One area that is known to require extensive protein diversity is the brain. It is well known that pre-mRNA processing such as alternative splicing is widespread and highly regulated in the nervous system. Another way to alter the mRNA is by RNA editing. Adenosine to inosine (A-to-I) deamination is the most common type of RNA editing found in mammals and it is catalyzed by adenosine deaminases that act on RNA (ADARs). There are two enzymes found to be active in adenosine deamination, ADAR1 and ADAR2. These enzymes convert A-to-I within double-stranded or highly structured RNA. Since inosine is recognized as guanosine by the cellular machinery, A-to-I editing has the potential to change the code for translation. Site-selective A-to-I editing is a mechanism used to fine-tune the transcriptome and increase the variety of expressed protein isoforms, mainly found in the central nervous system (CNS). Besides amino acid changes, editing has been found to be able to influence the outcome of splicing as well as other post-transcriptional events like 3’ end processing, stability, and transport (Figure 1). Thus, RNA editing by A-to-I modification has the power to affect the proteome in many different ways.

Figure 1: Ways that A-to-I RNA editing can modify the messenger RNA
Figure 1: Ways that A-to-I RNA editing can modify the messenger RNA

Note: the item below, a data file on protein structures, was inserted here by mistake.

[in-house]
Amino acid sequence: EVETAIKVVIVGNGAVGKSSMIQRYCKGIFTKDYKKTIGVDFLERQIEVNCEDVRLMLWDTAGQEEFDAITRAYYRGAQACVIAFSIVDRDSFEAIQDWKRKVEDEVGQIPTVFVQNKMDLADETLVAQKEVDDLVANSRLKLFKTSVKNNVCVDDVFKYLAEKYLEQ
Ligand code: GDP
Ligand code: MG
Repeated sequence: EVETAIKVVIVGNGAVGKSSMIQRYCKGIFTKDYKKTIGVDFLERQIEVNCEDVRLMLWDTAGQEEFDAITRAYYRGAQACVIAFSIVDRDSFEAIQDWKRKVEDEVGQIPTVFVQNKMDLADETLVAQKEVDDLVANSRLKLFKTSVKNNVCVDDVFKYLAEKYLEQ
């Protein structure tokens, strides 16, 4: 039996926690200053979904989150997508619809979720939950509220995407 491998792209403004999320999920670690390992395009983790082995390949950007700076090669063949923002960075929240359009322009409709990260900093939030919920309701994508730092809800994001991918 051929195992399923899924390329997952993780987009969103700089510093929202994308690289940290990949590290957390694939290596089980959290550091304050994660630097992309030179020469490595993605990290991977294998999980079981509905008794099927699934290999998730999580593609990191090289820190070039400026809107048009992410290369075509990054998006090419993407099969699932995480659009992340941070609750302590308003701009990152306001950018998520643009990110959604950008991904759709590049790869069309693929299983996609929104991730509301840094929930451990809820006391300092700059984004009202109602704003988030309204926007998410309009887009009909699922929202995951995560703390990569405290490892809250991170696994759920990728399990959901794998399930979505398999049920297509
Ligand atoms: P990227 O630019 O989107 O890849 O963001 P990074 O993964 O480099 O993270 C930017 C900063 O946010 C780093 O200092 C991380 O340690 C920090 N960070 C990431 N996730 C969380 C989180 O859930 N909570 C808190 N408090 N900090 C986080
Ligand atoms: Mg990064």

Finding novel substrates for A-to-I editing

We believe that there are more substrates yet to be discovered that are subjected to RNA editing. This project is focused on selective methods to find novel substrates of A-to-I editing. We have developed one method to detect novel sites of selective A-to-I editing using co-immunoprecipitations with an anti-ADAR2 antibody (Ohlson et al., 2005). By this method intrinsic ADAR2-RNA substrate complexes were extracted from mouse brain. Other methods that are used to identify new sites of A-to-I editing are computational analysis and high-throughput sequencing (RNA-Seq). By combining these methods the anticipation is to determine sites of editing essential for a functional mammalian brain.

GABAA receptor editing

One of the principal candidate genes that was found in our analysis searching for new editing substrates is coding for the gamma-aminobutyric acid type A (GABAA) receptor subunit α3. The encoded transcript (Gabra-3) is edited at one site, giving rise to a change from isoleucine to methionine (I/M) at one site upon translation (Ohlson et al., 2007). The site of modification is situated in a short stem loop structure of 54 nucleotides in Gabra-3 and is edited in more than 90% of all transcripts in the brain. We have shown that editing of Gabra-3 vastly reduces the number of α3 containing GABAA receptors on the cell surface, due to reduced trafficking as well as facilitated degradation (Daniel et al. 2011). In present investigations we are trying to understand how editing of α3 affects GABAA assembly and the importance of regulated editing at this site during brain development.

Developmental regulation of site selective editing